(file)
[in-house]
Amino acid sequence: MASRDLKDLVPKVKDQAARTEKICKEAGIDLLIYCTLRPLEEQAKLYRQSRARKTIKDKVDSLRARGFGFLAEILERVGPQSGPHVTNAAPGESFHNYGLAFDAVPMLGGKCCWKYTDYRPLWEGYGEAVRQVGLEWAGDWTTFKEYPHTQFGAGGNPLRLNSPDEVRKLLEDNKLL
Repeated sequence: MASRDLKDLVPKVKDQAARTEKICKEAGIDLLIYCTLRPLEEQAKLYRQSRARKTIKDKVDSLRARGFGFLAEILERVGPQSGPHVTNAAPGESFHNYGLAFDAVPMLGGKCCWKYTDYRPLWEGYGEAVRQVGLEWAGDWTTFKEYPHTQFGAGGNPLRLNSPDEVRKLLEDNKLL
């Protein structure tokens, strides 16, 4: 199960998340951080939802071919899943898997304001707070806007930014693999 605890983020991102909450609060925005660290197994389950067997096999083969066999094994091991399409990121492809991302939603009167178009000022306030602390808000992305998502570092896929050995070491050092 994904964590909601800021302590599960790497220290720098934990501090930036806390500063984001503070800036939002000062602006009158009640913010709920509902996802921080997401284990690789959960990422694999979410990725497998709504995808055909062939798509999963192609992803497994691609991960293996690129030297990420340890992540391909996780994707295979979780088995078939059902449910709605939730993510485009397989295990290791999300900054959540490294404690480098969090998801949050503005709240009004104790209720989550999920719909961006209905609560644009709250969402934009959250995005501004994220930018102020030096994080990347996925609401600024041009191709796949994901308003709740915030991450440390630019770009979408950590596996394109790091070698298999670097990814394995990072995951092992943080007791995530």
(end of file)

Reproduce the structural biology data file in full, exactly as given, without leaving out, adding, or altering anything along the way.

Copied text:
[in-house]
Amino acid sequence: MASRDLKDLVPKVKDQAARTEKICKEAGIDLLIYCTLRPLEEQAKLYRQSRARKTIKDKVDSLRARGFGFLAEILERVGPQSGPHVTNAAPGESFHNYGLAFDAVPMLGGKCCWKYTDYRPLWEGYGEAVRQVGLEWAGDWTTFKEYPHTQFGAGGNPLRLNSPDEVRKLLEDNKLL
Repeated sequence: MASRDLKDLVPKVKDQAARTEKICKEAGIDLLIYCTLRPLEEQAKLYRQSRARKTIKDKVDSLRARGFGFLAEILERVGPQSGPHVTNAAPGESFHNYGLAFDAVPMLGGKCCWKYTDYRPLWEGYGEAVRQVGLEWAGDWTTFKEYPHTQFGAGGNPLRLNSPDEVRKLLEDNKLL
């Protein structure tokens, strides 16, 4: 199960998340951080939802071919899943898997304001707070806007930014693999 605890983020991102909450609060925005660290197994389950067997096999083969066999094994091991399409990121492809991302939603009167178009000022306030602390808000992305998502570092896929050995070491050092 994904964590909601800021302590599960790497220290720098934990501090930036806390500063984001503070800036939002000062602006009158009640913010709920509902996802921080997401284990690789959960990422694999979410990725497998709504995808055909062939798509999963192609992803497994691609991960293996690129030297990420340890992540391909996780994707295979979780088995078939059902449910709605939730993510485009397989295990290791999300900054959540490294404690480098969090998801949050503005709240009004104790209720989550999920719909961006209905609560644009709250969402934009959250995005501004994220930018102020030096994080990347996925609401600024041009191709796949994901308003709740915030991450440390630019770009979408950590596996394109790091070698298999670097990814394995990072995951092992943080007791995530």